An associate professor in the Department of Economics at Swarthmore College has written a paper for the National Bureau of Economic Research that shows how in Europe, where same-sex relationships have been granted legal recognition since 1989 (beginning in Denmark), there is a correlation between same-sex marriage (or civil unions) and a decline in the rate of at least one sexually transmitted disease, syphilis.
In "Forsaking All Others? The Effects of 'Gay Marriage' on Risky Sex," Thomas S. Dee writes:
One of the conjectured benefits of establishing the legal recognition of same sex partnerships is that it would promote a culture of responsibility and commitment among homosexuals. A specific implication of this claim is that “gay marriage” will reduce the prevalence of sexually transmitted infections (STI). In this study, I present a simple 2-period model, which provides a framework for discussing the ways in which gay marriage might reduce (or increase) the prevalence of STI. Then, I present reduced-form empirical evidence on whether gay marriage has actually reduced STI rates. These evaluations are based on country-level panel data from Europe, where nations began introducing national recognition of same-sex partnerships in 1989. The results suggest that these gay marriage laws led to statistically significant reductions in syphilis rates. However, these effects were smaller and statistically imprecise with respect to gonorrhea and HIV. [from the paper's abstract]Professor Dee is no neophyte or quirky economist working on a pet project. He has contributed articles to numerous academic journals and chapters to several books, including No Child Left Behind?: The Politics and Practice of School Accountability, Developments in School Finance, and An Economic Analysis of Risky Behavior Among Youths.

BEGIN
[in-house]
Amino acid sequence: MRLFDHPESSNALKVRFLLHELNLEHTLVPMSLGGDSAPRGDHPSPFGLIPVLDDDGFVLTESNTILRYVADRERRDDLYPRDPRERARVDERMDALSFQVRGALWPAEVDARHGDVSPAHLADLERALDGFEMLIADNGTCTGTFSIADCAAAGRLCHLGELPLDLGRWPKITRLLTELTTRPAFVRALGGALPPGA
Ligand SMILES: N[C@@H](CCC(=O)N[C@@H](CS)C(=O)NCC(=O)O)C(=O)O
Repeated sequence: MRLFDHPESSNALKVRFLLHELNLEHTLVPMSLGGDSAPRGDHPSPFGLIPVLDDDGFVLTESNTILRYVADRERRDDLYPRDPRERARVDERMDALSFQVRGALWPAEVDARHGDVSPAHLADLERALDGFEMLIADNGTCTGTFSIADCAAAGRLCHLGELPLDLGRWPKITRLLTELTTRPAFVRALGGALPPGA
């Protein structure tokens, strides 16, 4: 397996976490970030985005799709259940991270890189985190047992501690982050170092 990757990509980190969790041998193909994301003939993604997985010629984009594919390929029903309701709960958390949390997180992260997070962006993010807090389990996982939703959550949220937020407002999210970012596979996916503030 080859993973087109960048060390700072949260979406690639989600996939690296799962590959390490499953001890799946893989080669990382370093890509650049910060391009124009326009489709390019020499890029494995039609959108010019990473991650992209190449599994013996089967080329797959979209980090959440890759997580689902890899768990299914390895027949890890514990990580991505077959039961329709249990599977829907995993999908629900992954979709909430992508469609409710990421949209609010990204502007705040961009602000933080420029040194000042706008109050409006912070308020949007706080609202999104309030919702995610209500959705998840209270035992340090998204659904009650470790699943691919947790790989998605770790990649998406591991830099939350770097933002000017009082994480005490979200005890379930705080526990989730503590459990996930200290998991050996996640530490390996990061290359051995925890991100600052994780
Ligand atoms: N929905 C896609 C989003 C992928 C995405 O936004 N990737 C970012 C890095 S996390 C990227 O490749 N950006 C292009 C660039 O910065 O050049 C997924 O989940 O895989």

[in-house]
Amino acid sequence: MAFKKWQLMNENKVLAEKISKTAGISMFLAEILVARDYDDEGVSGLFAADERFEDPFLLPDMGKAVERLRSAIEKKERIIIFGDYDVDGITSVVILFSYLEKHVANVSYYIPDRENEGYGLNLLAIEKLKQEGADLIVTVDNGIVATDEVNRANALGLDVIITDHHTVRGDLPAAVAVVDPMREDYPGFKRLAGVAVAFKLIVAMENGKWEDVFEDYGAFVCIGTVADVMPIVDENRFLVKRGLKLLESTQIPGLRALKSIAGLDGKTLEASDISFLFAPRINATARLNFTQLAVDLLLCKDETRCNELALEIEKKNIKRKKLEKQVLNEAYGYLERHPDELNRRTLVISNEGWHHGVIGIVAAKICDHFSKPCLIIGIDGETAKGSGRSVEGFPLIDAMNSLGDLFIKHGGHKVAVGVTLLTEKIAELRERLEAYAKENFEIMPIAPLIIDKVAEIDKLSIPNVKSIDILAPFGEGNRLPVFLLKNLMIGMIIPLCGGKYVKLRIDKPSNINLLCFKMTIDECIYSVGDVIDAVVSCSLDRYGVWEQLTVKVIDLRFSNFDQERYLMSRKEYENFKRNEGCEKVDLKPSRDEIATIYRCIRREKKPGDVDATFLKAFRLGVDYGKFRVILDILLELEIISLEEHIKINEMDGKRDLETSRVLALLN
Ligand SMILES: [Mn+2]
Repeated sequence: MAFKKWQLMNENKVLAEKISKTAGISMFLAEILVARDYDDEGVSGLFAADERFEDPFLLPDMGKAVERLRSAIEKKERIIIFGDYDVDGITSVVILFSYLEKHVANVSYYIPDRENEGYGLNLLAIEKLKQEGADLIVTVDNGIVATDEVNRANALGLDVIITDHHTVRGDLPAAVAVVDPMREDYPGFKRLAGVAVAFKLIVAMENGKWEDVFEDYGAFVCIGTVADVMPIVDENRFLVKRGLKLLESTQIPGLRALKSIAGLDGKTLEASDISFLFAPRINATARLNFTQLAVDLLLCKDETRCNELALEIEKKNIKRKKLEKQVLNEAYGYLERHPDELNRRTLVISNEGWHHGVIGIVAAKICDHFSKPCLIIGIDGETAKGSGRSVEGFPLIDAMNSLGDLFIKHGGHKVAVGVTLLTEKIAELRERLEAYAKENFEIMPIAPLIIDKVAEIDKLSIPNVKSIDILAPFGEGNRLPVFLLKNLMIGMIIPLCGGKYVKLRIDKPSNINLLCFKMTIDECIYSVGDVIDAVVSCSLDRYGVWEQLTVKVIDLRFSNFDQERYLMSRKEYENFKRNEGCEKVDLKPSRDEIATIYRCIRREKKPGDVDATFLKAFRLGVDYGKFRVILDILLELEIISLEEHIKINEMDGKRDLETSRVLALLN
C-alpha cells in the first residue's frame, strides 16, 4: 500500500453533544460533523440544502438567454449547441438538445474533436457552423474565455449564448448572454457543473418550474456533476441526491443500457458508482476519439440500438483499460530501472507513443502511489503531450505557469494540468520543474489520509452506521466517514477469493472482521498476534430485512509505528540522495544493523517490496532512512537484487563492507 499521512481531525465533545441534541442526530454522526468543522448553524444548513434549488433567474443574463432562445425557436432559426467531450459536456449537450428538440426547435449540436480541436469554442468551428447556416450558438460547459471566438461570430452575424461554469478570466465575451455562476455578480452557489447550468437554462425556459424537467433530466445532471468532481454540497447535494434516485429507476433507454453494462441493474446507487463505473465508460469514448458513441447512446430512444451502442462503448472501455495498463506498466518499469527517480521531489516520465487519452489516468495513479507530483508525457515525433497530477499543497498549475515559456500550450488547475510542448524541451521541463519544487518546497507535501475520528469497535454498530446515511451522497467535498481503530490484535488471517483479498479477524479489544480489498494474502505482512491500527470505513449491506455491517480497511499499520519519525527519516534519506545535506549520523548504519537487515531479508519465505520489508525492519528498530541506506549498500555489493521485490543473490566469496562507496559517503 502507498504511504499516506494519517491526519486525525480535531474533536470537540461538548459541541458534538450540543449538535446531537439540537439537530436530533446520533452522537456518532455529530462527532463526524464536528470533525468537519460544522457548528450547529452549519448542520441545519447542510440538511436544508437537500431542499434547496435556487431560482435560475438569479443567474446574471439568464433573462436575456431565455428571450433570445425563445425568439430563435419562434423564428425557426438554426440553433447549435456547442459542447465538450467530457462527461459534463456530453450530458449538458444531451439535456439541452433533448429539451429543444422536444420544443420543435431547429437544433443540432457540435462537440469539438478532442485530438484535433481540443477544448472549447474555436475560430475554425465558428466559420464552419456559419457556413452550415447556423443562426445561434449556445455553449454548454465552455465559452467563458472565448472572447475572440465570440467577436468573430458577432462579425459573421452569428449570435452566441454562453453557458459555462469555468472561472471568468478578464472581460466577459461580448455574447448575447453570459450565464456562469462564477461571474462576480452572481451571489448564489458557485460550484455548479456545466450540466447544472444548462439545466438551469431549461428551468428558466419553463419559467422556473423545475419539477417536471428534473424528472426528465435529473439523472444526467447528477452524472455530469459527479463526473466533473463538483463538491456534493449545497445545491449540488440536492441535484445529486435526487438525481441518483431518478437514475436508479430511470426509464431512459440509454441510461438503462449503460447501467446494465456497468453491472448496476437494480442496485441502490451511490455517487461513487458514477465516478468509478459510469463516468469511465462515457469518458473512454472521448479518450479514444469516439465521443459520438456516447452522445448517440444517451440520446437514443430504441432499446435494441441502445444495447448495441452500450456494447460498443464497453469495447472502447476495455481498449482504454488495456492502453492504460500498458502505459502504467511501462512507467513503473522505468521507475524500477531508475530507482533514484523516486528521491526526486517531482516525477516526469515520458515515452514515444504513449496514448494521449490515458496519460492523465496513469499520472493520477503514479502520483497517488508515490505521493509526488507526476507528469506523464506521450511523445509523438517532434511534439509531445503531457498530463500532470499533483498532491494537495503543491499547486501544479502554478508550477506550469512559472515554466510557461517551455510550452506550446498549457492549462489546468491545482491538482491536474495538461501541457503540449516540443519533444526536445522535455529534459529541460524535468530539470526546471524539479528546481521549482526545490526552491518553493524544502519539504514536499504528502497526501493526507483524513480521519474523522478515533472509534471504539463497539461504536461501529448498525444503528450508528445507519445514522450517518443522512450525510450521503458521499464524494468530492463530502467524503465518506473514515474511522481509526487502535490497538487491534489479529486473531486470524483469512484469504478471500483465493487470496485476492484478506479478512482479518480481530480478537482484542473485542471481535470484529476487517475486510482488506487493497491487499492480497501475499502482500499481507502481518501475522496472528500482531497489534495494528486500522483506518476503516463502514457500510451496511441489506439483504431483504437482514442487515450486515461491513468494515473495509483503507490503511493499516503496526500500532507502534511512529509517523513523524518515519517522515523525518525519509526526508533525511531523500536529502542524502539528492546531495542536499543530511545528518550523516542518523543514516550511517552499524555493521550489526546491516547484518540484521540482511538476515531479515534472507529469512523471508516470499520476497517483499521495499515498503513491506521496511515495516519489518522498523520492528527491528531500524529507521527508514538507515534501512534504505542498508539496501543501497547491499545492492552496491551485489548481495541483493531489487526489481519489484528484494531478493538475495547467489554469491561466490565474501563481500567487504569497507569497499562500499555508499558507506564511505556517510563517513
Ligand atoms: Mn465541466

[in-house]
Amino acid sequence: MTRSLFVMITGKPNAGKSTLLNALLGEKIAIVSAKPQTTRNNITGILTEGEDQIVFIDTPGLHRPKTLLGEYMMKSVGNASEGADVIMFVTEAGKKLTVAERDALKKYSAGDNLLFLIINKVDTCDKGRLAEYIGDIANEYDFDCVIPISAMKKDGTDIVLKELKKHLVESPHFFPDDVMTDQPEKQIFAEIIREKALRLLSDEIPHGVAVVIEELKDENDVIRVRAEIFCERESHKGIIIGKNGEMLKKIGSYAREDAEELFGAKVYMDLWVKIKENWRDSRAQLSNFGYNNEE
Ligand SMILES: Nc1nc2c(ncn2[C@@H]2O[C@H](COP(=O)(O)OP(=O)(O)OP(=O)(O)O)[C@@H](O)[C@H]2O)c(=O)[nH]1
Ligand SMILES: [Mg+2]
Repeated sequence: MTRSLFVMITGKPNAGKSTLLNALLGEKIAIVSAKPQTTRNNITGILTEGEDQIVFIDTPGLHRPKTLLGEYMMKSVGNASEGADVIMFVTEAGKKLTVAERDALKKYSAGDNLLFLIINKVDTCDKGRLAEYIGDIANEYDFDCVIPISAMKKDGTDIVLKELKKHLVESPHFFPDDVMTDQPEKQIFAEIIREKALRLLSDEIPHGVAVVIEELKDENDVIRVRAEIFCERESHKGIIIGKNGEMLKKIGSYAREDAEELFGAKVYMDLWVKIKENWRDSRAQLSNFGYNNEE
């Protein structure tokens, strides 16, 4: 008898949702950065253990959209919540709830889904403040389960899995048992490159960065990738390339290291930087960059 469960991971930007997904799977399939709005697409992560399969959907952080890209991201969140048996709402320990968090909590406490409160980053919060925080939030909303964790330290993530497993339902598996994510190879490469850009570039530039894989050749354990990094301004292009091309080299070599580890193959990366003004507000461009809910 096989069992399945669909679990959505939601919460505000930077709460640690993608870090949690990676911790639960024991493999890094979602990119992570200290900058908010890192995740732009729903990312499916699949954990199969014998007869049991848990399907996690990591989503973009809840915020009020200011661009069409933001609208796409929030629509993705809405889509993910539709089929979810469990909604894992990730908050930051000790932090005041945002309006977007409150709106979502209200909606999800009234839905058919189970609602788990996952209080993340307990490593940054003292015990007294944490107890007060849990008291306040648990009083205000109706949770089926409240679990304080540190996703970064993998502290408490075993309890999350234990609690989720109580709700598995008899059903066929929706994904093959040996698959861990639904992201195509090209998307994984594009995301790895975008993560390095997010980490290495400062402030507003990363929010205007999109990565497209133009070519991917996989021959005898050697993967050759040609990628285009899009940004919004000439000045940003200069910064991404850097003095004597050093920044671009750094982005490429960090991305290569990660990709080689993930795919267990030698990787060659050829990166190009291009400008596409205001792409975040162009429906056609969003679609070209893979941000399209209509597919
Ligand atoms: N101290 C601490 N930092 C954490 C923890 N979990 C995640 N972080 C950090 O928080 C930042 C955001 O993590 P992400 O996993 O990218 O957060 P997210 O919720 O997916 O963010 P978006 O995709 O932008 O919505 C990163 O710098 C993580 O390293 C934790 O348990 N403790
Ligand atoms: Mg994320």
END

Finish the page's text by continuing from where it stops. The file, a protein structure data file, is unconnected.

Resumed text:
Dee's concluding paragraph suggests the impact on both the U.S. economy and public health that could ensue from legalizing gay relationships:
These results suggest that gay marriage might reduce, perhaps dramatically, the social costs associated with STI like syphilis. In the United States, over 34,000 cases of 25 syphilis were reported in 2003 (CDC 2004b). And the direct and indirect annual costs of syphilis have been estimated at nearly $1 billion, which reflects in large part, the role that syphilis plays in spreading HIV (CDC 1999). However, the policy relevance of these results probably extends beyond the issue of improvements in public health. For many who are debating the desirability of gay marriage, these results may be more important because of what they suggest about the likely effects of gay marriage on the degree of personal commitment in same-sex relationships.
The full paper provides extensive economic analysis, including charts and graphs, and is worth reading for all those concerned about the prospect of equal-marriage rights in the United States -- whether proponents or opponents of the concept.